Compilation Review: ‘Fabric 66: Ben Klock’ (Fabric)


Another month, another Fabric mix, another Berlin selector at the controls. The sound of underground alliances at work, forced down and sealed airtight, snipping away constantly, twitching between new skools and old – it’s techno wanting your full concentration and investment in celebrating the human metronome. It almost drifts into ambience with K-Hand’s “Starz,” the lightest indication that Klock’s dominantly steely streak constantly issues warnings if not full-on rebukes. Sagat’s “Few Mysteries…” is like a flex of the cane without the subsequent whiplash, as Klock dangles a sword of Damocles over the dance floor. Steve Rachmad’s “Rotary” is another peering its periscope above the surface before retracting to its dark domain, with James Ruskin providing an apt finale with the brooding flourishes of “Detached” — which the mix has never apologized for being up to this point. Floorplan’s “Chord Principal” is the designated headmaster of techno rules, looking at Burial’s “Raver” talking up its outsider credentials.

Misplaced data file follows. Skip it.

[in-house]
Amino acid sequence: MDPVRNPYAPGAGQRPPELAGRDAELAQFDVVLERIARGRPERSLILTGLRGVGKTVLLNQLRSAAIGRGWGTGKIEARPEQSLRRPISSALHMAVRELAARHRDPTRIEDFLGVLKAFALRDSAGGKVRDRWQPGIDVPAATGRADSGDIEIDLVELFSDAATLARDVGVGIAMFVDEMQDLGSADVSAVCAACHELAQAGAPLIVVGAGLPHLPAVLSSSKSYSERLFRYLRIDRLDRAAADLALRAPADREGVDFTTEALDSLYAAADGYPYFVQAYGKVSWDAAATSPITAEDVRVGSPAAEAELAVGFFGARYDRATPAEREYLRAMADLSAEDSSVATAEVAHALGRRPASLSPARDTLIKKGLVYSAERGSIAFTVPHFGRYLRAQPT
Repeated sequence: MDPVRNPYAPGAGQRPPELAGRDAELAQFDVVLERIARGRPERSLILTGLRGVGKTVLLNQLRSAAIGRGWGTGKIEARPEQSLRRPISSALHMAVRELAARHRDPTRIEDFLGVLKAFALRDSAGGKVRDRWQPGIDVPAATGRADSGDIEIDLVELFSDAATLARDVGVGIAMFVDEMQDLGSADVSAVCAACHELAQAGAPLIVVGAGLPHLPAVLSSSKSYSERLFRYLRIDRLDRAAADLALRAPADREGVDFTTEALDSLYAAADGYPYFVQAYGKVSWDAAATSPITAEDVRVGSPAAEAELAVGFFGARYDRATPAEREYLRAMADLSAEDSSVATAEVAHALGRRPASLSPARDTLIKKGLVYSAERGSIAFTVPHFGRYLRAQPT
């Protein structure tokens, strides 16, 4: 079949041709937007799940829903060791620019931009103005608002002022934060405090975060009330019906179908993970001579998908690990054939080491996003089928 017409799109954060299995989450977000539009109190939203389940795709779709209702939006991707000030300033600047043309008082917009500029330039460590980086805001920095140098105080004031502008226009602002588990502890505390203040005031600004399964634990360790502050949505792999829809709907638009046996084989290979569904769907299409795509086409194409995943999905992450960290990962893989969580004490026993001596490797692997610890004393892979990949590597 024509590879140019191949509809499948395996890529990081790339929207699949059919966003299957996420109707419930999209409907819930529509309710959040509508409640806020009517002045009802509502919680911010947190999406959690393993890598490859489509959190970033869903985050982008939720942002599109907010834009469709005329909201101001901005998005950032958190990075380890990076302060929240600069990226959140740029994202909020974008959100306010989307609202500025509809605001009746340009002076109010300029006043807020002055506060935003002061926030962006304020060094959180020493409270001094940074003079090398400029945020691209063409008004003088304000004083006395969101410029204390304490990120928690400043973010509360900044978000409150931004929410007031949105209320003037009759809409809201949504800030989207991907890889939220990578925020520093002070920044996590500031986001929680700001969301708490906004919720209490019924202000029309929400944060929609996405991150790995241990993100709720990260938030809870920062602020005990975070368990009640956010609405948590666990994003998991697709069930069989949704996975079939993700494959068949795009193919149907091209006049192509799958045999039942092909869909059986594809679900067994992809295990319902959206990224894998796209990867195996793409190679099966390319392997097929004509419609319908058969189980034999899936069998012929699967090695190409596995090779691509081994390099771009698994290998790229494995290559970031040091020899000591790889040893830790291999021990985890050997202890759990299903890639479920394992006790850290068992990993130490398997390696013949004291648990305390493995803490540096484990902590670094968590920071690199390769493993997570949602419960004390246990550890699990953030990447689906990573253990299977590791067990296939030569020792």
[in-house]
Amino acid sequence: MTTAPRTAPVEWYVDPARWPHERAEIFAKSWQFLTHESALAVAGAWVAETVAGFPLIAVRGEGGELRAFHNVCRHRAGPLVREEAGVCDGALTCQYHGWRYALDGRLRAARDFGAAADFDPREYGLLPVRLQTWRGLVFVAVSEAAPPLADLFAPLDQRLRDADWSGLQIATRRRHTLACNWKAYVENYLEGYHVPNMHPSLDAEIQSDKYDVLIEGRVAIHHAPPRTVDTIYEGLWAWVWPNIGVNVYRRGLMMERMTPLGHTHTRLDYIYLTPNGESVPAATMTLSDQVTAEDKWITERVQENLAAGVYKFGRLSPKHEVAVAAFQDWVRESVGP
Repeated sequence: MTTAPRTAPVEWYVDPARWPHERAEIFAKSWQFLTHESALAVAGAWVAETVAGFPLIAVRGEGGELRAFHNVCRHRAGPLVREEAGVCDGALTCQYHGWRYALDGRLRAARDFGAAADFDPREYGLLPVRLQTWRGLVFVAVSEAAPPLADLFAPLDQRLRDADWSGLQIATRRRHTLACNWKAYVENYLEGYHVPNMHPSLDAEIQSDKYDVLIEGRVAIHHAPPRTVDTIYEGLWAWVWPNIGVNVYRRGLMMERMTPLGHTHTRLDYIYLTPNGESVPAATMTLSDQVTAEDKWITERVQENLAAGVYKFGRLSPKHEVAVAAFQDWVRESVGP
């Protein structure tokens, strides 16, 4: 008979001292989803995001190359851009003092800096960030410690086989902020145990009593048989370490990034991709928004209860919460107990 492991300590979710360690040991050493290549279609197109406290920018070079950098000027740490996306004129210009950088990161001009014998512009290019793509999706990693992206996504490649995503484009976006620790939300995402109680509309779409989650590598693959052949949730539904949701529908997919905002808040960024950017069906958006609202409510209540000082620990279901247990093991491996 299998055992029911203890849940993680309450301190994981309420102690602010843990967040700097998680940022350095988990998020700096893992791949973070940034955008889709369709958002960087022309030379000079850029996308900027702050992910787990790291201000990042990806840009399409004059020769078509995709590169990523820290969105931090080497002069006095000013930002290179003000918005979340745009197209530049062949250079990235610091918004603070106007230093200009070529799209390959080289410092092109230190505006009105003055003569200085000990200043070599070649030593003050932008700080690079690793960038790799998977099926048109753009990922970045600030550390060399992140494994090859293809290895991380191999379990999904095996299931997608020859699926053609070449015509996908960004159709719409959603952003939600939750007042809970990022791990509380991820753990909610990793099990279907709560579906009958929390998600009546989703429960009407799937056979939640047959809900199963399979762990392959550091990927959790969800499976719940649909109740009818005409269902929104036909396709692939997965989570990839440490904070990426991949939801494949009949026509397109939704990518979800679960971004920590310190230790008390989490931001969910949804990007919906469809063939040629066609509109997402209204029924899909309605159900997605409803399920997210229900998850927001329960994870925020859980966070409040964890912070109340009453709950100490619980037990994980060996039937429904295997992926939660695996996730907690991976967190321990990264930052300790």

The king moment though is Klock’s remix of Josh Wink’s “Are You There?” – the vocal comes twofold, asking to give yourself up to a dance floor man hunt or whether you’ve reached your climax, combined with breakbeats snapping the locks off straitjackets. Floorplan’s “Never Grow Old” adds some humanity to what has been a mechanical uprising, pieced together without so much of a fingerprint on the fader and creating that often imitated, rarely bettered Berlin body heat.

File under: DJ Bone, Marcel Dettmann, Terence Fixmer

Ben Klock / One (Ostgut Ton)


With a steady release of dance floor 12” releases over the past decade, this album marks Klock’s first full-length appearance.

Mixing up the tracks between downtempo and club techno, the versatility of production techniques is apparent, showing a side not yet offered on previous EP installs. Bubbly looped-out acid remains a theme, while reversed female vocal treats are offered throughout as well. While many of the tracks are minimalist, the sounds developed in the music are unique and dynamic, displaying Klock’s ability to tweak an FM synth as well as a PCM sample set. Fragmented melodies, eerie noise structures, boom boom bass bits and euphoric atmospheres make for a diversified trip through Berlin techno. Avoiding the over swung click-clack of today’s German techno, this album embodies a lot of soul while still remaining loopy and decadent.

File under: Bpitch Control, Shut Up And Dance, Deetron